Intelligent Transport Systems (ITS) can have positive impacts on the safety, efficiency and environmental performance of transport according to Swinburne University of Technology.
A smart transport solution like ITS is reported to make better use of existing infrastructure and can reduce the need to build new ‘expensive’ roads.
The benefit-to-cost ratio (BCR) of a road retrofitted with ITS can be more than a dozen times greater than a new road according to Swinburne. Smart technology is reported to provide higher benefits at the fraction of the cost.
“The BCR of the $15.8 billion North East Link road project in Melbourne is estimated to be 1.25 – for every $1.0 invested, $1.25 is returned in benefits to the economy and community,” Swinburne said in a statement.
“For the Melbourne Metro rail tunnel, a best-case BCR of 3.3 has been reported.
“When comparing different ‘congestion-busting’ options, ‘building more roads’ provides, on average, a BCR of 3.0. This is dwarfed by the much higher BCR values of tech solutions.”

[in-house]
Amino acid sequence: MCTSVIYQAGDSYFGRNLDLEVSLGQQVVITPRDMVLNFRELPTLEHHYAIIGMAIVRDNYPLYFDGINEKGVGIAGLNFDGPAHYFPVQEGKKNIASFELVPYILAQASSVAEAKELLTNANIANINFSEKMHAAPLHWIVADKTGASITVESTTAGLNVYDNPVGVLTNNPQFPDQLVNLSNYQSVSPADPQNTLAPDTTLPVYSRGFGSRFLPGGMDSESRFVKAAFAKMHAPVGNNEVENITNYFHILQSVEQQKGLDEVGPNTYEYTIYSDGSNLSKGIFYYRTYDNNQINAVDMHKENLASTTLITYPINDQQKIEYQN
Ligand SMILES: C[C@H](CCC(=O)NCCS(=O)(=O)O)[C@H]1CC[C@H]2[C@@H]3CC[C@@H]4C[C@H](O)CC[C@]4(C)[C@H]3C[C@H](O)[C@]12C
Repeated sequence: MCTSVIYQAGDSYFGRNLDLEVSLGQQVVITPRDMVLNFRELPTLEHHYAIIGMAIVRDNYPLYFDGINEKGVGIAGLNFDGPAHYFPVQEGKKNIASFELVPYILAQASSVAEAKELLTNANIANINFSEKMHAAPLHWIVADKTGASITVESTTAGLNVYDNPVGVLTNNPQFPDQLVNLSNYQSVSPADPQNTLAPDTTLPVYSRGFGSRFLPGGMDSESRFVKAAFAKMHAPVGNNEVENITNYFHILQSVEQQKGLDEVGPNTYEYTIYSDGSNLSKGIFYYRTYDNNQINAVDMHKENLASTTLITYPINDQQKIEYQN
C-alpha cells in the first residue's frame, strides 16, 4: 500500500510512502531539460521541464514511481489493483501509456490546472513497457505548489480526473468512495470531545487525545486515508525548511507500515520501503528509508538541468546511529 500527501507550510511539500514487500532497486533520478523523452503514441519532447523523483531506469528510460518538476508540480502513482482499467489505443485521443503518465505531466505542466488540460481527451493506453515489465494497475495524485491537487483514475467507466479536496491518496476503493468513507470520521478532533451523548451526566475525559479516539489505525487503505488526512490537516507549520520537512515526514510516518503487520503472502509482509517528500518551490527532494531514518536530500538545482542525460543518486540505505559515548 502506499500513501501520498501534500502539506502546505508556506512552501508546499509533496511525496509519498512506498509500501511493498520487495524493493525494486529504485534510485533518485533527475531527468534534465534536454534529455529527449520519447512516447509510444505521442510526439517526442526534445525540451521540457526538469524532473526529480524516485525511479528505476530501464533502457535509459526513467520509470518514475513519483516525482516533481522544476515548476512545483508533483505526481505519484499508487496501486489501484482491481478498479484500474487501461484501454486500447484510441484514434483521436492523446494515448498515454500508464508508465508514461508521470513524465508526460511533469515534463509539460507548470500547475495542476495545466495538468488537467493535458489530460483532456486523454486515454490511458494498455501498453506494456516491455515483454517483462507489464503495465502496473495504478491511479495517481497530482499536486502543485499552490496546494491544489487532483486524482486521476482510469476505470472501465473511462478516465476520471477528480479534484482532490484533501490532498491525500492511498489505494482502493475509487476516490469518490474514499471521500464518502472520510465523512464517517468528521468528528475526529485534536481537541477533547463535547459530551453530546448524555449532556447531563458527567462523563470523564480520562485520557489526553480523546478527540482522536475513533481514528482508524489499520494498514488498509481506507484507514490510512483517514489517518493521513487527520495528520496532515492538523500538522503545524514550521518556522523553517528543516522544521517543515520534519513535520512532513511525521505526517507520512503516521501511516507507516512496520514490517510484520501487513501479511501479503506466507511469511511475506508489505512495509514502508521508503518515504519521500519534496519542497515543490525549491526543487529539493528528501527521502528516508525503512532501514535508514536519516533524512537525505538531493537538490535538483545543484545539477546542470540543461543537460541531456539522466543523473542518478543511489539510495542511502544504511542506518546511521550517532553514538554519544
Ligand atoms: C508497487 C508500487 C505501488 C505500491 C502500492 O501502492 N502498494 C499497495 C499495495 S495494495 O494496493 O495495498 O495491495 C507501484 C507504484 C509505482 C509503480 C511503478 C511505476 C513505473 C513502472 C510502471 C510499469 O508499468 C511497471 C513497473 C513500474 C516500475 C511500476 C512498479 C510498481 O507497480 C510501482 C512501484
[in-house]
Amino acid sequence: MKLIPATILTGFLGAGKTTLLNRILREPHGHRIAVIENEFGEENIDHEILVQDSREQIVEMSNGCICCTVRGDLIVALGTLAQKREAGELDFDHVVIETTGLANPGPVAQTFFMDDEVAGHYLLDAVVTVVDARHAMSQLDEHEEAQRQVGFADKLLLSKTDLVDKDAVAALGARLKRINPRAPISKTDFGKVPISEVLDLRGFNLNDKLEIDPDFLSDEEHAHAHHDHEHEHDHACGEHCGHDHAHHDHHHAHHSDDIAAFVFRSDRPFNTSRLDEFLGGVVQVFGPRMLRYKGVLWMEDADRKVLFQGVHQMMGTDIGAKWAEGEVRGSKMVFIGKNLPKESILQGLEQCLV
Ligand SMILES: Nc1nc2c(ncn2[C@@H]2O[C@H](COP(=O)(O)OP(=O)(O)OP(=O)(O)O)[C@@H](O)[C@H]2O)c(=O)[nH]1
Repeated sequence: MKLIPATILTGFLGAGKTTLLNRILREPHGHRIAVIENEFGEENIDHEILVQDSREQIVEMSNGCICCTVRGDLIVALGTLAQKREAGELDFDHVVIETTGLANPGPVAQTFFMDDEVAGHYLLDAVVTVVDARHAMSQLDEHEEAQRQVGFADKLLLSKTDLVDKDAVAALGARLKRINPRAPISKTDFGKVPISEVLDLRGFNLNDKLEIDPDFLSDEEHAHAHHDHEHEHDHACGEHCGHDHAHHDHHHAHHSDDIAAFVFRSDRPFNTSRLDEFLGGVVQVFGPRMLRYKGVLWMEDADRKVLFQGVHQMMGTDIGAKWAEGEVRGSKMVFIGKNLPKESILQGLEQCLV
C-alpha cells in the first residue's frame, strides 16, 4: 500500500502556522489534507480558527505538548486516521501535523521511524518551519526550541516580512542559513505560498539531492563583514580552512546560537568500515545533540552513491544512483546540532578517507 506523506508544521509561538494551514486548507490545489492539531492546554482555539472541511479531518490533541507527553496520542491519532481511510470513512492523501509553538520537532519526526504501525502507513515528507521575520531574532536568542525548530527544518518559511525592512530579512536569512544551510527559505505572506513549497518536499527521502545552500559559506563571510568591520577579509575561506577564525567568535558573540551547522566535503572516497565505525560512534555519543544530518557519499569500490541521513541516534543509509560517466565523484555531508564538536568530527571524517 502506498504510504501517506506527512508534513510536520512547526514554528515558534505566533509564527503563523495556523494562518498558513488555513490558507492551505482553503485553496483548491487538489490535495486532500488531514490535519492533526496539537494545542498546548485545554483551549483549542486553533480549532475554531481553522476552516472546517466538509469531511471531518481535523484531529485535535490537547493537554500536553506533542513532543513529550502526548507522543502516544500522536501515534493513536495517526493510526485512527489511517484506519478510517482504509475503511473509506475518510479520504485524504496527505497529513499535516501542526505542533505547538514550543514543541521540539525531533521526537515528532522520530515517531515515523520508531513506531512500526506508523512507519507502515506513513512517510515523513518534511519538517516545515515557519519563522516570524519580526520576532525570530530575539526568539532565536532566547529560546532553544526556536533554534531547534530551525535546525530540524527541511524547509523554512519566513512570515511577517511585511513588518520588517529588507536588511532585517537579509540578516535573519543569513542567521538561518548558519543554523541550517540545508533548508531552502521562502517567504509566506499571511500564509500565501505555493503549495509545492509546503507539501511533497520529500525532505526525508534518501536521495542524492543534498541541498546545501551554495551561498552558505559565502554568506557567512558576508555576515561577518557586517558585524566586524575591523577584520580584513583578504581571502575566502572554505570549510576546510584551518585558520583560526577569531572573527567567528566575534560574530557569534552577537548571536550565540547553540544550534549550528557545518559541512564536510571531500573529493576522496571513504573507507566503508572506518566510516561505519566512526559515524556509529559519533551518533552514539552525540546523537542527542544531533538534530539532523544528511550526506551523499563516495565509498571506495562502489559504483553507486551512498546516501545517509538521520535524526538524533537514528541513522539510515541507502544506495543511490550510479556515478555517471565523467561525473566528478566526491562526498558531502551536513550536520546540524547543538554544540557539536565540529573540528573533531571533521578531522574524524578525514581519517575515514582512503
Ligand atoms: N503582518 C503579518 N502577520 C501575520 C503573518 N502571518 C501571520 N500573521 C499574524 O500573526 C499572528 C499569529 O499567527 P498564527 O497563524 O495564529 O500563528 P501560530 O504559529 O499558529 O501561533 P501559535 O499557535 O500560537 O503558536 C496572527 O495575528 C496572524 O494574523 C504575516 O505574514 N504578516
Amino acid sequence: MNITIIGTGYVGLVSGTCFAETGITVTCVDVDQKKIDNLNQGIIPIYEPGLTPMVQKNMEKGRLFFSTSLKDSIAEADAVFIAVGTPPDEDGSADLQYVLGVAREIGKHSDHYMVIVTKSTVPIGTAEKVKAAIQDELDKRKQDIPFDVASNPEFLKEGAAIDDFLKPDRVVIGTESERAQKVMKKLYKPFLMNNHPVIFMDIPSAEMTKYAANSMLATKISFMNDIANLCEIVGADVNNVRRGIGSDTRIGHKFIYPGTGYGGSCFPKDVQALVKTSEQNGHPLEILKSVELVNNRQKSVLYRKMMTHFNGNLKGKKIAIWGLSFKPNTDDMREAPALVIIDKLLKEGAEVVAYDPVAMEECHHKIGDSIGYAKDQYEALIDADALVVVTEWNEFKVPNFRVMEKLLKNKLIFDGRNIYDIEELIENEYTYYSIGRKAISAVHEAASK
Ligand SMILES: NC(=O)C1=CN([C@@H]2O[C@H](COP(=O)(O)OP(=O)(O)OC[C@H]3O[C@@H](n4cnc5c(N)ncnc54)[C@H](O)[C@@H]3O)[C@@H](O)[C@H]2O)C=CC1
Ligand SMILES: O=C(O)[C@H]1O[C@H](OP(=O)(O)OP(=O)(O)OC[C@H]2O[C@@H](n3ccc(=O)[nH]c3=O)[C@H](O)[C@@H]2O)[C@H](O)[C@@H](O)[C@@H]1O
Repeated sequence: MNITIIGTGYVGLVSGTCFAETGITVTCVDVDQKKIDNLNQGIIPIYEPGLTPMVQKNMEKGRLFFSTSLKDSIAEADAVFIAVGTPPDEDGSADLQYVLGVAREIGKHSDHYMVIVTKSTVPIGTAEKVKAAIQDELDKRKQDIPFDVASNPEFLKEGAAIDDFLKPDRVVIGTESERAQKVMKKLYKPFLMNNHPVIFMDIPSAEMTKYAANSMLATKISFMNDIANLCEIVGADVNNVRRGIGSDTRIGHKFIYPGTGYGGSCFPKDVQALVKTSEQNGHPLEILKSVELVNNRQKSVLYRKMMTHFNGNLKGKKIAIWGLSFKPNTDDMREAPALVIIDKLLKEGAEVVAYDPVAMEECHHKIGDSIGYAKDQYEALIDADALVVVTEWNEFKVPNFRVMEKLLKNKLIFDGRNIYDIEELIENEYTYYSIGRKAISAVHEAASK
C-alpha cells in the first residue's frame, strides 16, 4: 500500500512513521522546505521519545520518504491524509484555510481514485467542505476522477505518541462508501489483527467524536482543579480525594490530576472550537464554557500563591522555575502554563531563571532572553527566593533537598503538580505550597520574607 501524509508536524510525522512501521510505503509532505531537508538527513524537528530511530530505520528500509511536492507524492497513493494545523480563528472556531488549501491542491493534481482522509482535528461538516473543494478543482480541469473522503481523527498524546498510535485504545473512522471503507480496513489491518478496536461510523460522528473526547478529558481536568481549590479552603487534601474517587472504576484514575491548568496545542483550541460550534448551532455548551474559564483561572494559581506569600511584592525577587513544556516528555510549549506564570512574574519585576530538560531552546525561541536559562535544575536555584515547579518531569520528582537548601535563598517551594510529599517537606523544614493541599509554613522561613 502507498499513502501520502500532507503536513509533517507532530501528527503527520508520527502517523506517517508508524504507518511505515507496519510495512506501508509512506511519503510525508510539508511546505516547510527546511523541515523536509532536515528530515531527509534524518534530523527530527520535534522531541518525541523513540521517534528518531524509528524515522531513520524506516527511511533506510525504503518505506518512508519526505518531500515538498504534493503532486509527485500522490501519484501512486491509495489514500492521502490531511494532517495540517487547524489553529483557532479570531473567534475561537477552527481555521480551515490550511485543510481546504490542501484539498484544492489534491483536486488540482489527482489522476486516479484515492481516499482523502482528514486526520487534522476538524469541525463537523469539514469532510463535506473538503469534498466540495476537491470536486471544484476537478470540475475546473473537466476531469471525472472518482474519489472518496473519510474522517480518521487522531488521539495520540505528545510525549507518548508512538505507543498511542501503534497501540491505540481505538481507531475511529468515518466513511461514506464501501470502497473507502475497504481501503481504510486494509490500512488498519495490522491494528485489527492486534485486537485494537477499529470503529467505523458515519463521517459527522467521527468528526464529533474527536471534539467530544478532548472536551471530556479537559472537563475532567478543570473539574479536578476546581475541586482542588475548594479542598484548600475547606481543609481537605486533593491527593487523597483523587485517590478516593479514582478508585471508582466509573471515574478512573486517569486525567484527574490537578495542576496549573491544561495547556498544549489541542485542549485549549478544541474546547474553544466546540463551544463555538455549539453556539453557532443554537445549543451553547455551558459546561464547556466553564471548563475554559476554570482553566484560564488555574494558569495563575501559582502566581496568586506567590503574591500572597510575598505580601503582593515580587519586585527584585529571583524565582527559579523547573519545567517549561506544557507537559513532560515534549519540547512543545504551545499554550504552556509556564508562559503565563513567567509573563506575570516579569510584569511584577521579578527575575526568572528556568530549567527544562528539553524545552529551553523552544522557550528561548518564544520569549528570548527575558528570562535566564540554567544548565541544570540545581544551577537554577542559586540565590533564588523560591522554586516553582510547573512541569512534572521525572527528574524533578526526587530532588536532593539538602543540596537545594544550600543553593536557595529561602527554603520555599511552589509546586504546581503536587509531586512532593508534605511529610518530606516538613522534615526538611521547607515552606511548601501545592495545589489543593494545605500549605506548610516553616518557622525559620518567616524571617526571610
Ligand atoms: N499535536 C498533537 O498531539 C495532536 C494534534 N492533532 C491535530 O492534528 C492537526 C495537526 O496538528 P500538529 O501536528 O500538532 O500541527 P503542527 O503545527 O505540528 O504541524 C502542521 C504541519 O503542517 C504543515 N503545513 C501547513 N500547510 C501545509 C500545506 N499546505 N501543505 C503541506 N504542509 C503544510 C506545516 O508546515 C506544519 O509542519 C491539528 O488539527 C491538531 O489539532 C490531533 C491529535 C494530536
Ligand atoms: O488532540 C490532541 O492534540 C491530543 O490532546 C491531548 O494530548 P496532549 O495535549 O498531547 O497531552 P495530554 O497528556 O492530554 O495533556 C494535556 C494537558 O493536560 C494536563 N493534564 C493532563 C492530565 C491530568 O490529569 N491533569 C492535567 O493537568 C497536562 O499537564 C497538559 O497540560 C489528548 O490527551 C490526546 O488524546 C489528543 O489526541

Adaptive traffic signal control, according to Swinburne, allows traffic signals to change based on actual traffic demand. This yields, on average, a BCR of 40.
“Traffic signals along a route can be coordinated to create ‘green waves’ for platoons of vehicles to travel without stopping,” said Swinburne. “These solutions are effective for congested cities that experience rapid traffic growth and changing traffic patterns.”
Corridor management systems use technology to control networks of motorways and urban roads; the average BCR, according to Swinburne, is 24.
“On managed motorways, ramp signals, variable speed limit signs and traveller information systems are proven tools to respond in real time to changing traffic conditions,” said Swinburne. “In one case, a managed motorway reduced travel times by 42 per cent and accidents by 30 per cent.”
Active motorway management is also reported to improve the performance of existing roads.
“Traffic incident management, which has a BCR of 21, includes technologies that aid quick detection and removal of crashes,” Swinburne said.
“They also detect other incidents such as broken-down vehicles or spilled loads that reduce road capacity. The systems rely on smart software that analyses sensor data in real time.
“Benefits include a 40 per cent reduction in time to detect incidents. The technology also reduces incident duration by 23 per cent and road crashes by 35 per cent.”
ITS is improving the use of existing assets and increasing their operational life while also delivering ‘superior value for money’ according to Swinburne.
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